The round, grey-brown fruit is sugary sweet, with a similar taste to brown sugar. But if eaten too early, the unripe naseberry is hard and astringent, causing an unpleasant drying sensation in the mouth.
Once ripe, it is soft and easily opened by pulling it apart with your fingers, to reveal a fragrant smell and a blushing peach- and salmon-coloured flesh. Inside will be anywhere from three to 12 hard, glossy black seeds with a pointed end.
The fruit is found across Cayman, ripening in August and September.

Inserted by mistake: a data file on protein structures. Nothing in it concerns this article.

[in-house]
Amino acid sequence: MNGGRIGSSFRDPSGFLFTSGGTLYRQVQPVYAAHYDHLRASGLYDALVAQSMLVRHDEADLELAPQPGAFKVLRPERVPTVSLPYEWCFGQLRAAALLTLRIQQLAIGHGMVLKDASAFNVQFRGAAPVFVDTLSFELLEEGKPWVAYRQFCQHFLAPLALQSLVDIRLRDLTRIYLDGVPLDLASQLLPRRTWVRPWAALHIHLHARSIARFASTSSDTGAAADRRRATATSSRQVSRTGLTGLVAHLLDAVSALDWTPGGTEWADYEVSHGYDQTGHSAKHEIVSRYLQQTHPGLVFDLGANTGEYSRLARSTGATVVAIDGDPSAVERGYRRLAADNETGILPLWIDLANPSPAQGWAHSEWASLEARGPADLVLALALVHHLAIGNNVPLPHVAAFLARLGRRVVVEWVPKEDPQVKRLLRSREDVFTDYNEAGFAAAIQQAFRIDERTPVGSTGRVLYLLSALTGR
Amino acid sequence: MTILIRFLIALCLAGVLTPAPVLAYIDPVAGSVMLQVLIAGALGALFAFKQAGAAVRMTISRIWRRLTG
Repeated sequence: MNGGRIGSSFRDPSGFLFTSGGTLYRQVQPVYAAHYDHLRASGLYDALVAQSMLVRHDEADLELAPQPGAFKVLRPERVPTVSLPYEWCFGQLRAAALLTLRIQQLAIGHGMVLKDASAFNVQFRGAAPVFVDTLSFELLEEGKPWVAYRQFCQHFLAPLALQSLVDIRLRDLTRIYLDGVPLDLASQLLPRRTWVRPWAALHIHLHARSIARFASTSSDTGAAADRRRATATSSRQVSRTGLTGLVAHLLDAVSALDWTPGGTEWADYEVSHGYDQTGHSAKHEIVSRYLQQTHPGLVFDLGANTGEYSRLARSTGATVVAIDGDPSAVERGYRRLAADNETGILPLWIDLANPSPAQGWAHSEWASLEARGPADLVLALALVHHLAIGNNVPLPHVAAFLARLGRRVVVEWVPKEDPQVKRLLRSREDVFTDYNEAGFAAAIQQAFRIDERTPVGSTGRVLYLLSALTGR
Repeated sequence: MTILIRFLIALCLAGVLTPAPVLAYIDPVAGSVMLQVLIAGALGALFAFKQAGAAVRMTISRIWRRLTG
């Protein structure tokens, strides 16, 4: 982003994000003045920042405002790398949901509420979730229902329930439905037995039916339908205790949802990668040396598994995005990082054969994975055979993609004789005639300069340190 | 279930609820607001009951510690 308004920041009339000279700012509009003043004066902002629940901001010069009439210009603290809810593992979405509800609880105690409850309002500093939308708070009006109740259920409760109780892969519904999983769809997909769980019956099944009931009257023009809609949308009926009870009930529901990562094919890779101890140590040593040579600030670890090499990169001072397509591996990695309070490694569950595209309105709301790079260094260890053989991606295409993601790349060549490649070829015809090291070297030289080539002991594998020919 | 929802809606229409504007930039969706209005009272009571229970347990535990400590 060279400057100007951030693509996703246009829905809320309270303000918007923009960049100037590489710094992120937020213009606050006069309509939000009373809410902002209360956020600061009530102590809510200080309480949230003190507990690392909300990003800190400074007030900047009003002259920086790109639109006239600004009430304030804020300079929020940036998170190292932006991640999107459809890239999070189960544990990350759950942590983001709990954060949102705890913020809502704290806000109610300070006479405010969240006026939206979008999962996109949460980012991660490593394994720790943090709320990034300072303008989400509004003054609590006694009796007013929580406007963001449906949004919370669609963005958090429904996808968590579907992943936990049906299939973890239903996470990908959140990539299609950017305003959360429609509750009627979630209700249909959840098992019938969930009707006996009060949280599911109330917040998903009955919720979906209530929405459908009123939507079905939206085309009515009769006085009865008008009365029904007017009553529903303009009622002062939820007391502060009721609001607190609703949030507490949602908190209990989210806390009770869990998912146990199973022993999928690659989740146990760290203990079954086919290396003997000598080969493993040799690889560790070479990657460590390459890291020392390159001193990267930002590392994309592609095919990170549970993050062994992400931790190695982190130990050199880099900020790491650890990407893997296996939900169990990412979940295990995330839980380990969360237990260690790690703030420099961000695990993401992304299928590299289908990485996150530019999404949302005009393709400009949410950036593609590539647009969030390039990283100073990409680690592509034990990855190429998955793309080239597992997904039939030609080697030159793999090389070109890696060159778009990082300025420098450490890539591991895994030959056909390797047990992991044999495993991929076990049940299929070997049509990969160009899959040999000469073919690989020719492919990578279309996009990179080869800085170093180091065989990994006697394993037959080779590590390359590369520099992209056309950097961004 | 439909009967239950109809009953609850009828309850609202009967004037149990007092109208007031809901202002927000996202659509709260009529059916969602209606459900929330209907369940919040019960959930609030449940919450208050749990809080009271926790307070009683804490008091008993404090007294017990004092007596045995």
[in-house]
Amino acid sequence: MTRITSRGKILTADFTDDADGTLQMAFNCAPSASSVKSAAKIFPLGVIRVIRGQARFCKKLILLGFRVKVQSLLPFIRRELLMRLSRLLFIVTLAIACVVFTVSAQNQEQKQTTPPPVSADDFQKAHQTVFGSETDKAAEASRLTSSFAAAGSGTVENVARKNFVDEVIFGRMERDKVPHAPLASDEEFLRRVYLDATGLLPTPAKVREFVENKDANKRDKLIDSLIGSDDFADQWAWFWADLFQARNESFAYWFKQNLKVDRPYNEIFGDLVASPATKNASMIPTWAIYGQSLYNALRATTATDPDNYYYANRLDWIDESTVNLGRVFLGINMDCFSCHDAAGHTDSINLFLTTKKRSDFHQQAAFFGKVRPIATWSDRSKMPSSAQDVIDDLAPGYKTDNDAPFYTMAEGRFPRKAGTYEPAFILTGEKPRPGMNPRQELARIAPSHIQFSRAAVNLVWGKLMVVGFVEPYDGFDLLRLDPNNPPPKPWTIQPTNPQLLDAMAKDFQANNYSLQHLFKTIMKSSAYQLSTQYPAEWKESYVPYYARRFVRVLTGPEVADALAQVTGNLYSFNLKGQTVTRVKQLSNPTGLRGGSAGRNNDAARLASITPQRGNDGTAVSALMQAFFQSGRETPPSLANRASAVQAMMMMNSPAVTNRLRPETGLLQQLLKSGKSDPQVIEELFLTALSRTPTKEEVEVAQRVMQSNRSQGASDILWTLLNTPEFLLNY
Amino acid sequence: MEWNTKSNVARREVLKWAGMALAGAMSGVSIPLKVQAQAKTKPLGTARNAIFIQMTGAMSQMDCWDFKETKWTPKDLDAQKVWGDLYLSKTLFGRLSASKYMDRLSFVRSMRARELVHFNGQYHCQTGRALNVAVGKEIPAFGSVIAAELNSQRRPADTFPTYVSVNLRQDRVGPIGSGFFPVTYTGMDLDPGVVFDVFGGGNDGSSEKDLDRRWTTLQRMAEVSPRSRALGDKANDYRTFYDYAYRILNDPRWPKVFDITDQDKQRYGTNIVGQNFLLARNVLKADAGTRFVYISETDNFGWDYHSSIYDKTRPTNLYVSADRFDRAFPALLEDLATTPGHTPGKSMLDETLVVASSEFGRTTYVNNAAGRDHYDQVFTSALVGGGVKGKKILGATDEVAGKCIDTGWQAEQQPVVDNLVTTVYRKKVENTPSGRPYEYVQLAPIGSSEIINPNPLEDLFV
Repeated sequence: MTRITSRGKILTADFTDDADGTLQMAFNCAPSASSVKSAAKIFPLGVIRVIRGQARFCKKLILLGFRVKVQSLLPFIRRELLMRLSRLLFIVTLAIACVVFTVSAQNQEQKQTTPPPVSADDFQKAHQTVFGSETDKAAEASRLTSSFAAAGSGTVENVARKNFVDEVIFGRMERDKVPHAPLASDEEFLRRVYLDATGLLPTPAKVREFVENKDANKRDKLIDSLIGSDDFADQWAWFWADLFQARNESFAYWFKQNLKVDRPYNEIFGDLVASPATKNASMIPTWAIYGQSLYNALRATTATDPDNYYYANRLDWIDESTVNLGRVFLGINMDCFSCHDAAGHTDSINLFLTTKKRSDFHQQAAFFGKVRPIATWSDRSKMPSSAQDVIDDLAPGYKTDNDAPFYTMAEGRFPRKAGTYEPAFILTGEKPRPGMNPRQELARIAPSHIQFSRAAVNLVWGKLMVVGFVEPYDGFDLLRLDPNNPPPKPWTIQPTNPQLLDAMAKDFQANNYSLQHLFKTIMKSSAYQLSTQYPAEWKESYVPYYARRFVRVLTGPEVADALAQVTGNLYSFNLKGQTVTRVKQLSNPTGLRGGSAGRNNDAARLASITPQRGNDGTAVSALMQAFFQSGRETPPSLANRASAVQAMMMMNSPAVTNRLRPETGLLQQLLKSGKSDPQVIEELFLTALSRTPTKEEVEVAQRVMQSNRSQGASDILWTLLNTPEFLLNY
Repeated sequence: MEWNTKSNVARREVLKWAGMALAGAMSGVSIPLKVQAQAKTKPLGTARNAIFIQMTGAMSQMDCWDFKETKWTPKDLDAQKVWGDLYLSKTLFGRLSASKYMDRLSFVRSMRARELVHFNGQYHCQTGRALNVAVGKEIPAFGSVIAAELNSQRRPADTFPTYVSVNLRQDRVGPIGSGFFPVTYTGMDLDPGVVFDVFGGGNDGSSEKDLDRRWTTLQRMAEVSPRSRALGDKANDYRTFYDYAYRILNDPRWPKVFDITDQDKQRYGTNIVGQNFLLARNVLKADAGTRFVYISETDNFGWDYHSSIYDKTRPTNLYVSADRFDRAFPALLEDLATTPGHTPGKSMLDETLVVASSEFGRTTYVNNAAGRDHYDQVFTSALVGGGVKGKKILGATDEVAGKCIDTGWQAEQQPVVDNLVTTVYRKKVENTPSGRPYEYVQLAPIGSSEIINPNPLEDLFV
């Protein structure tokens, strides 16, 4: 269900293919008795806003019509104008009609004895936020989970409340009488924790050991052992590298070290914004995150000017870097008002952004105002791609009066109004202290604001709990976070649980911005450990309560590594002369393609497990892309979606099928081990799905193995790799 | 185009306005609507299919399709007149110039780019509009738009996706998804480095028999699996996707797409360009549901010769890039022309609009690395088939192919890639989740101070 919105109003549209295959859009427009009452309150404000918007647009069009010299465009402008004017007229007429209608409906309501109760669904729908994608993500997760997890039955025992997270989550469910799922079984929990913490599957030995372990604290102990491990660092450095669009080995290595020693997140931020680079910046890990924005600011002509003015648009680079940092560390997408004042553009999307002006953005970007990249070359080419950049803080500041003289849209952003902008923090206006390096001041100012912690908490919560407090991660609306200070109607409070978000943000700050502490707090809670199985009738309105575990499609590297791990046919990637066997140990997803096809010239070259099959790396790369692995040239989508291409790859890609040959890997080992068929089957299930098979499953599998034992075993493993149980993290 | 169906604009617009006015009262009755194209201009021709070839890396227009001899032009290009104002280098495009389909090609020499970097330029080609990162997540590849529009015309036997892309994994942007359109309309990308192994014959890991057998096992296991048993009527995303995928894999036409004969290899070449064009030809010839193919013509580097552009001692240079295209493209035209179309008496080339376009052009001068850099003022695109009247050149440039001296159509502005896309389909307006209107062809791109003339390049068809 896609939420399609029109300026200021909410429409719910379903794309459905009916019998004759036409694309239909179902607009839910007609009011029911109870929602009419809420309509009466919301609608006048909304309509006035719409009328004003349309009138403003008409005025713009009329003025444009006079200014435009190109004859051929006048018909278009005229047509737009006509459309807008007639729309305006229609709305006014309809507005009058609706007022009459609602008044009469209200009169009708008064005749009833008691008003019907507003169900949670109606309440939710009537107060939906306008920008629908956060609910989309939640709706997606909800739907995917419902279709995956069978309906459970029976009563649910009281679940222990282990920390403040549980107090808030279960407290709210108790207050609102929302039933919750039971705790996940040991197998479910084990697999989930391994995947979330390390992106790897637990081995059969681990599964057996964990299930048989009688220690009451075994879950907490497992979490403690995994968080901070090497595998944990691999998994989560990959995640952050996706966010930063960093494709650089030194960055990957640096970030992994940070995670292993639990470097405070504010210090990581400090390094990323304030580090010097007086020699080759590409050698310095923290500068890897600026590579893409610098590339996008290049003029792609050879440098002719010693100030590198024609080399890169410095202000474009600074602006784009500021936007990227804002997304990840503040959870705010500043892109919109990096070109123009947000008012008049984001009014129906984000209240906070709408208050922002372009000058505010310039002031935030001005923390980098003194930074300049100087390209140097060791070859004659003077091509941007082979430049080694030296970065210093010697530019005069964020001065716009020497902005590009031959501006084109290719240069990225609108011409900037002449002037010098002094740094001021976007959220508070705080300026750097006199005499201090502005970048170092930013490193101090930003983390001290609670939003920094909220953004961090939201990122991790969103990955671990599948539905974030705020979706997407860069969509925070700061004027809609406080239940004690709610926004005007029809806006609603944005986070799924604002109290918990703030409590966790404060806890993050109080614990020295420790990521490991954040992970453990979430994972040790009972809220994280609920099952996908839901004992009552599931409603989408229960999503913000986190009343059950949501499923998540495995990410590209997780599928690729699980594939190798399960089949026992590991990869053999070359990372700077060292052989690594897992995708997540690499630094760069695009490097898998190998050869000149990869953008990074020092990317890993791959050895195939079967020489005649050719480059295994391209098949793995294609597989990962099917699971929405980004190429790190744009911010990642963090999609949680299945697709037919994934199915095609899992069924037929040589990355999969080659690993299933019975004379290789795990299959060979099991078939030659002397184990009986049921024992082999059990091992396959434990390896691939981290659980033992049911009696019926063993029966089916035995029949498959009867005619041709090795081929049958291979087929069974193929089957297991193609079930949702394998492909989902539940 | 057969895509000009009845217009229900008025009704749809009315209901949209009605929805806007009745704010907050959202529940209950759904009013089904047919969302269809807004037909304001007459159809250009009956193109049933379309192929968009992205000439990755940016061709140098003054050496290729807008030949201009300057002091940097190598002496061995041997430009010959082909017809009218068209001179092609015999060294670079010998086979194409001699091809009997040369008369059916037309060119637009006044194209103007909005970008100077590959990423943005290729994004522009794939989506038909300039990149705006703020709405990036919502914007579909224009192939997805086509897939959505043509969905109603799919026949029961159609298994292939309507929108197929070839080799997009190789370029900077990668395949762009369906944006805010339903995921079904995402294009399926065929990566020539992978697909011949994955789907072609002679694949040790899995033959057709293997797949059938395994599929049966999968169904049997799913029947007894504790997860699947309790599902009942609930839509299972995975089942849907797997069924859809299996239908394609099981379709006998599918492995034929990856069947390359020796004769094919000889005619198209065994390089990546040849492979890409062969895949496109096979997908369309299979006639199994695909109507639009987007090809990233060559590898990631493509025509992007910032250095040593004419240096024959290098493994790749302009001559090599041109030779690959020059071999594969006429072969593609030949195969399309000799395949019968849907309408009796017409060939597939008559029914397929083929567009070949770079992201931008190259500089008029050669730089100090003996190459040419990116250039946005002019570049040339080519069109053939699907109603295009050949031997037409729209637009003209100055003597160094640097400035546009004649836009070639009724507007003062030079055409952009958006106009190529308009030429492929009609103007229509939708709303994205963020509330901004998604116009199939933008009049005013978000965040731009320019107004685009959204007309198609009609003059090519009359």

Pick the fruit when the black “needle” has fallen from the bottom, or the fruit separates from the stem easily without leaking sap when mature.
It will ripen to perfection if picked when mature but will shrivel if picked too soon. Wrap them in brown paper for a few days to ripen or hide in a dark place.
Naseberries are rich in antioxidants, minerals and vitamins, aid digestion and act as an immune booster.
They are used in beauty products, with its natural fruit acids moisturising and nourishing the skin.
Years ago, children made chewing gum out of it by mixing the green naseberry sap with brown sugar.